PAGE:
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Review: Madlib – Rock Konducta Parts 1 & 2



Madlib’s output has, in recent years, reached such a prolific rate of release that it is a full-time occupation keeping track of it. Aside from the numerous collaborations (in recent years, the most notable being Mos Def, Eryakh Badu and Freddie Gibbs), his own records have surfaced regularly through the Madlib Invazion imprint. Rock Konducta follows a similar approach to previous instrumental albums, centring itself on a particular palette of samples. In the case of Rock Konducta, this is described as being “underground rock”, thankfully a broad enough church to include a diverse range of textures. Contrast the thick keyboard landscape of Gentle Pillz with the rock behemoth swagger of Hold the Organ, and you soon realise that Madlib plays pretty loose with his classifications. It is to the album’s credit, an impressive 52 tracks that sway charismatically between styles while never losing sight of a central underpinning logic. Rock Konducta offers up a set of beats that demonstrate the inventiveness of the producer, without overwhelming the listener completely.

It is to the album’s credit, an impressive 52 tracks that sway charismatically between styles while never losing sight of a central underpinning logic.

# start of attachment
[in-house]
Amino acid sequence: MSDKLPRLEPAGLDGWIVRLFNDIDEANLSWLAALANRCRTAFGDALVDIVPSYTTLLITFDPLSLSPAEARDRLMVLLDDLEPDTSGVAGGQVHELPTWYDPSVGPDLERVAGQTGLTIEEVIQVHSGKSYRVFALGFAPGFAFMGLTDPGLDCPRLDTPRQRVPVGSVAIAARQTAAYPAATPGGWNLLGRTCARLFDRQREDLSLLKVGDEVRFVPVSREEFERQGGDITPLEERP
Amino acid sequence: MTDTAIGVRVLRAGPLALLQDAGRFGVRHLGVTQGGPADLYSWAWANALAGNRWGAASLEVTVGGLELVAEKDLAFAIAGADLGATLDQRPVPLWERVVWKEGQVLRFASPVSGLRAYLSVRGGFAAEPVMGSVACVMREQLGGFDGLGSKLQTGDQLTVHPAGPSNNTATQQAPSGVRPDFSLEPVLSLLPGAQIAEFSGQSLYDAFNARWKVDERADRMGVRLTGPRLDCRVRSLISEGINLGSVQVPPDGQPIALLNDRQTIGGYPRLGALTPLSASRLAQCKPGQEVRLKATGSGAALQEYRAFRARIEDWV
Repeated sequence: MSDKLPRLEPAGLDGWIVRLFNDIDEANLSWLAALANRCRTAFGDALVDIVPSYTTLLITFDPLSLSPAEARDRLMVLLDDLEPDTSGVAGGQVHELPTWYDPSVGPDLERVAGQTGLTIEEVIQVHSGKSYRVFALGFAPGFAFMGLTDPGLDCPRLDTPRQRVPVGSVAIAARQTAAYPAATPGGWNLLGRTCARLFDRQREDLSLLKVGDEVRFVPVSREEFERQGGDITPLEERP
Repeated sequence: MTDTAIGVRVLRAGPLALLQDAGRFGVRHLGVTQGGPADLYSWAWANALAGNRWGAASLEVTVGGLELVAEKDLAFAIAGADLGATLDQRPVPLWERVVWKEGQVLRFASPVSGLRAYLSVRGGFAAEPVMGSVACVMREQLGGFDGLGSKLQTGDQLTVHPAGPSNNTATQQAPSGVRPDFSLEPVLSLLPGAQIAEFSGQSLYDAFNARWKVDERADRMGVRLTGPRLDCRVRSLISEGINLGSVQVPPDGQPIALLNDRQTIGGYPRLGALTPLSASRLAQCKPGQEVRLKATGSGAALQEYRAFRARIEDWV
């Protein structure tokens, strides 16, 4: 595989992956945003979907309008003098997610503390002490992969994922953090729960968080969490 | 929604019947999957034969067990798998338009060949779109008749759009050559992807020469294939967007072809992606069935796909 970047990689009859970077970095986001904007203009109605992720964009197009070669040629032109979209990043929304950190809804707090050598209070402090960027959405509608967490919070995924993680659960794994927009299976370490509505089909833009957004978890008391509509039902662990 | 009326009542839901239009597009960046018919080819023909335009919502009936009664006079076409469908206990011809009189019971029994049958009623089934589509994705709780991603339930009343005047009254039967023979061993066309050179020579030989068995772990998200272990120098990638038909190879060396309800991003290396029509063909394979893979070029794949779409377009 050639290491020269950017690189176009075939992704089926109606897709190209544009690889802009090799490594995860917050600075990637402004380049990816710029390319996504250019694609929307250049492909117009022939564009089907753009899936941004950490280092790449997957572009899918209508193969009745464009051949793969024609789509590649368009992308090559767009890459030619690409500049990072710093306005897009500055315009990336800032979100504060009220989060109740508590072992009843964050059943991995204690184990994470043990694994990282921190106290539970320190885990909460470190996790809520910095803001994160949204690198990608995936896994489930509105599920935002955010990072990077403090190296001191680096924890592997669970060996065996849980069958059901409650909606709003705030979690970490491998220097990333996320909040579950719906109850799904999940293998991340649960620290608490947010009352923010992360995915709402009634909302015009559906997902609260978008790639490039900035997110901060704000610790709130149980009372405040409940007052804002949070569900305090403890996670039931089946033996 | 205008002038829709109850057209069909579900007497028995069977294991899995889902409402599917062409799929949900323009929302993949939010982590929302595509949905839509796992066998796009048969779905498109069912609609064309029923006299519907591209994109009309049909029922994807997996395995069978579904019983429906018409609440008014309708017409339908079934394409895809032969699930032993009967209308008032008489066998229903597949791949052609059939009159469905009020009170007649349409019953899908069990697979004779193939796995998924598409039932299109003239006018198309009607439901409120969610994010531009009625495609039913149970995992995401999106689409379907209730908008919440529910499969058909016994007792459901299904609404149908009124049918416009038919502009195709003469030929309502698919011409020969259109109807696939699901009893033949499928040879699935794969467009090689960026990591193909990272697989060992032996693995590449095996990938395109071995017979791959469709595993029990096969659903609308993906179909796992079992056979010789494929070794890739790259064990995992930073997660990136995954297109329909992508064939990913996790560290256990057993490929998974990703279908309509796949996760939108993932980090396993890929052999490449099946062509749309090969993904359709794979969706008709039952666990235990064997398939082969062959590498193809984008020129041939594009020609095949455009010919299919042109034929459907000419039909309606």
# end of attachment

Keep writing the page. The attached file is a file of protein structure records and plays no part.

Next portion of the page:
While individual tracks mostly last less than a few minutes, often without much by the way of internal transition, the overall effect is joyfully engaging. The spidery rock sample of Hallucination Amon is given a Dr Dre trunk thump, and is demonstrative of Madlib’s ability to make his source material mutate with often the most tacit of modifications. The tumble of piano keys on Hosianna IV is turned poignant by virtue of its repetitions; lifted from its original context, it sounds mournfully isolated when juxtaposed with the insistent snap and clap of Madlib’s drum machine. The clattering groove of Anima invokes Oh No’s album Dr No’s Oxperiment album, itself a patchwork of psychedelic samples from the Middle East and Europe. Not that surprising, given the two producers are brothers.

As a set of instrumentals, Rock Konducta will probably not attract a wide number of new listeners for the producer; however, one suspects that Madlib is indifferent to such concerns. His approach to releasing records recalls his beloved Sun Ra, and in many ways the producer inspires the same loyalty in his audience. Once discovered, it is difficult not to become an advocate of his music and enthusiasms. One suspects that some of these beats will find homes on the records of his most high-profile fans. It is precisely the spotlight the producer deserves, for all his quirks and eccentricities.

Words: Andrew Spragg

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